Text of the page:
By Barbara Pash
For Maryland Reporter.com
Treasurer Nancy Kopp sips a cup of coffee. Comptroller Peter Franchot jokes about the American soccer team. Gov. Martin O’Malley congratulates longtime agency workers.
It’s not prime time but for the first time, the Board of Public Works session on Wednesday was broadcast on the web as a test.
Starting with the next public works board meeting July 7, the action, such as it is, can be seen on the Internet on the governor’s official website.
At a news conference, O’Malley and other state leaders announced actions by the General Assembly and the Board of Public Works to make state government more accessible and transparent on the Internet.
O’Malley called the open government actions “the next step” towards that goal, pointing out the many steps the state has already taken, including putting the state’s capital budget online.
“It brings the people closer to the government,” he said. “This is a priority.”
But J.H. Snider, the head of a think-tank advocating greater government openness through information technologies, called the actions “trivial steps” and “an embarrassingly small” improvement over the status quo.
The initiative is a reaction to companion bills by Sen. Nancy King and Del. Heather Mizeur, both Montgomery County Democrats, to require bill hearings and public works board meetings to be webcast, among other items. Mizeur said not all the actions turned out to be feasible.
For example, she said, a provision to allow people to sign up online to testify before General Assembly committees was eventually jettisoned. “There were procedural issues,” she said.
King called the initiative a “work in progress,” and said that as the actions are implemented, “there will be changes. But we’re moving in a good direction.”
Besides the Board of Public Works sessions, there will be live streaming of standing committee hearings through the General Assembly website at http://mlis.state.md.us. The Senate will broadcast live audio of committee hearings, and the House of Delegates will broadcast live video and audio.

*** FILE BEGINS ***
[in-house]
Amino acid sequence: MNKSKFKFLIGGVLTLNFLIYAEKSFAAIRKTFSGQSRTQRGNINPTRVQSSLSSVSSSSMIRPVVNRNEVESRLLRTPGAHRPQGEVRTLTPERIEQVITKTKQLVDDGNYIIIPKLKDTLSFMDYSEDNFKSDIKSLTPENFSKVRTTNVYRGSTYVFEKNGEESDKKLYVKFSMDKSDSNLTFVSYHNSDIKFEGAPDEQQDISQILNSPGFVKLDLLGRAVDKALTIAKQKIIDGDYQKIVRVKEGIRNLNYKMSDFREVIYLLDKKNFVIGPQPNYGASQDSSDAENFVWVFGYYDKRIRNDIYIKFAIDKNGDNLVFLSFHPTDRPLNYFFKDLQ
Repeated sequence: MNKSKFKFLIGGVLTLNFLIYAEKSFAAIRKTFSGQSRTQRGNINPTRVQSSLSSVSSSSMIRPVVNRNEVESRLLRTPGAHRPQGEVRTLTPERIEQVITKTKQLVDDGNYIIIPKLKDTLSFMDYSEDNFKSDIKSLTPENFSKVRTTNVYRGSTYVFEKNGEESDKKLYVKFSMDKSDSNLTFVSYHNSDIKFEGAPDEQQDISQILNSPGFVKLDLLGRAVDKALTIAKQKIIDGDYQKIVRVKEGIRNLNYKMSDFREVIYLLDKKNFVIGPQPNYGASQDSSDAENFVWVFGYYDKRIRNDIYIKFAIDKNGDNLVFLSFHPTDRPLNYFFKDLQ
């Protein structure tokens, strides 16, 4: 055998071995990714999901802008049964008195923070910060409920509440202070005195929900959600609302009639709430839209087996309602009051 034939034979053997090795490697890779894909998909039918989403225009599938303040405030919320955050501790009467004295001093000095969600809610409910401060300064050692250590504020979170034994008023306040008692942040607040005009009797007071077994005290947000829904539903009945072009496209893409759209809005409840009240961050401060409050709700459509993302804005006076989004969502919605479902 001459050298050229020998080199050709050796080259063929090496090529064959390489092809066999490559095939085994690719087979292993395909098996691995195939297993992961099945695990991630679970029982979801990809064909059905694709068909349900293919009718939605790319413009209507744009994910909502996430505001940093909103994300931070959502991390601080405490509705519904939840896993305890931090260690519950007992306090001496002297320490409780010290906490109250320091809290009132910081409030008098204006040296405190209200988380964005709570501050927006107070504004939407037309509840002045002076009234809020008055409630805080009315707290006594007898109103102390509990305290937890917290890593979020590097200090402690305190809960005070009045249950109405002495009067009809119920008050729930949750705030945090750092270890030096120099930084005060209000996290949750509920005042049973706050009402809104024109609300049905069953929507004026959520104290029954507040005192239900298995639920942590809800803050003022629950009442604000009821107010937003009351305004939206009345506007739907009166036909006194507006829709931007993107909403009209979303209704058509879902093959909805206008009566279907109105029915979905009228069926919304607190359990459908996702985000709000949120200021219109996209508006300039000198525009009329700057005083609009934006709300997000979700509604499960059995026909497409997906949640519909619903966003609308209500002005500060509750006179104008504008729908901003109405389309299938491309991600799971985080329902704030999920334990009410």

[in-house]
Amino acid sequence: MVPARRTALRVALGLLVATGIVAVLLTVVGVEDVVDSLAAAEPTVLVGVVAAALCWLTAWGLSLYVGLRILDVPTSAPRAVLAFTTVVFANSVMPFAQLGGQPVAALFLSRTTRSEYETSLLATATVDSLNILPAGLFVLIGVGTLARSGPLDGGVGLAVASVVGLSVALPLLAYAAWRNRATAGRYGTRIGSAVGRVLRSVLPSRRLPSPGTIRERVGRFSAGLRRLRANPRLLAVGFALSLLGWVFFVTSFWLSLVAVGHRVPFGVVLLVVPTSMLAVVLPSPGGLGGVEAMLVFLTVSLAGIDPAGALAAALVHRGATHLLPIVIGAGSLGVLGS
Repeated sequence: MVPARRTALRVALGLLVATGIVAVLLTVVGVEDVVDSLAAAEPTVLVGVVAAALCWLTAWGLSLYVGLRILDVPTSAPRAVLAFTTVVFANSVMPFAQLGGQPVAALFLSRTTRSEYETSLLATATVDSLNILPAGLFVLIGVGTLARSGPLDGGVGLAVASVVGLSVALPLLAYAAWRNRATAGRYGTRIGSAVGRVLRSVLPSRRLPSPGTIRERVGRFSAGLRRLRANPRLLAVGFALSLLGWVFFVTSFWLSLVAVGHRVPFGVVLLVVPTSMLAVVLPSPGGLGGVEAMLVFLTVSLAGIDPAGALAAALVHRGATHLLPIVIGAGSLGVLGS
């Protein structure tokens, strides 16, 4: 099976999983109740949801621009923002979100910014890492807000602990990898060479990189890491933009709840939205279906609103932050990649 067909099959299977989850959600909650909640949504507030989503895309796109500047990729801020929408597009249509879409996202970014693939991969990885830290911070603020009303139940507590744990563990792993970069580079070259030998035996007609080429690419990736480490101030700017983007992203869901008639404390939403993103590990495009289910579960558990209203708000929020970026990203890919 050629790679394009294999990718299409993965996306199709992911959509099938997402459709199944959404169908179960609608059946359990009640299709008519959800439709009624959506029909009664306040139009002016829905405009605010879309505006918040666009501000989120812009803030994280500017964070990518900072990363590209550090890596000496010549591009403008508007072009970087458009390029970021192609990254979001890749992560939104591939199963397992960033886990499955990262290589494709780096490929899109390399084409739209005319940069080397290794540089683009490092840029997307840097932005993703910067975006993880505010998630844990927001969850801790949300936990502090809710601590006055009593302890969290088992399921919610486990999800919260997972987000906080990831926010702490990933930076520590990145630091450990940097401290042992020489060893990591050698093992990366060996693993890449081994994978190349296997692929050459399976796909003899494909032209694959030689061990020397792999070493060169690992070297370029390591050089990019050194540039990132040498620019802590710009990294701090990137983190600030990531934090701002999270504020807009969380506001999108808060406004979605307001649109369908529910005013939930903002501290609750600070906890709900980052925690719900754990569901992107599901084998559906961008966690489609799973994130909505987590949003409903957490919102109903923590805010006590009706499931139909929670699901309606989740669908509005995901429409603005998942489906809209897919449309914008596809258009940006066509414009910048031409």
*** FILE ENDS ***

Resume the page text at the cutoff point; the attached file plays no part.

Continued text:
The older Senate hearing rooms are not equipped with the cameras installed in the House when its new hearing rooms were built five years ago. Audio of hearings has only been available in legislative offices.
In addition, the General Assembly will waive the current $800 fee for up-to-the-minute updates on bill status during legislative sessions. Currently, this information is only updated once a day for the general public.
“We will pick up the cost for this initiative,” said Senate President Mike Miller, a Prince George’s-Calvert counties Democrat. The fee generates about $105,000 a year.
In the fiscal note to Mizeur’s bill, a legislative analyst estimated that it would cost at least $195,000 for live video streaming of committee hearings and $147,000 for webcasting the Board of Public Works meetings.
Miller said when he was first elected to the Maryland legislature in 1974, “we celebrated that votes were being recorded in the House and the Senate.” Committee votes were put online last year.
“My sense is we will have a uniform policy on House and Senate committee oral testimony,” Miller said. “The Senate is working on the video aspect.”
Treasurer Nancy Kopp said, “Technology allows us to do now what we couldn’t do” when she joined the legislature in 1975.
Snider, president of iSolon.org whose mission is “democracy for the information age,” said “This is more of a PR attempt than a substantive attempt to increase transparency.”
“It’s embarrassing that even after all these so-called transparency improvements are in place, the great state of Maryland will not even have caught up, in terms of sophistication, to the small, blue-collar town of North Winooski, Vermont,” Snider said. “And in Maryland, even Takoma Park puts the General Assembly to shame.”
He said newer software applications often used for university lectures can easily add closed captioning that would allow users to easily search archived webcasts with transcripts indexed to the video.
Snider said the recorded committee votes now online are in the worst possible format, since they are simply scanned PDFs of voting tallies, rather than electronic records that could be indexed and combined by lawmaker..
Other jurisdictions, such as Washington state, are far ahead of Maryland, Snider said.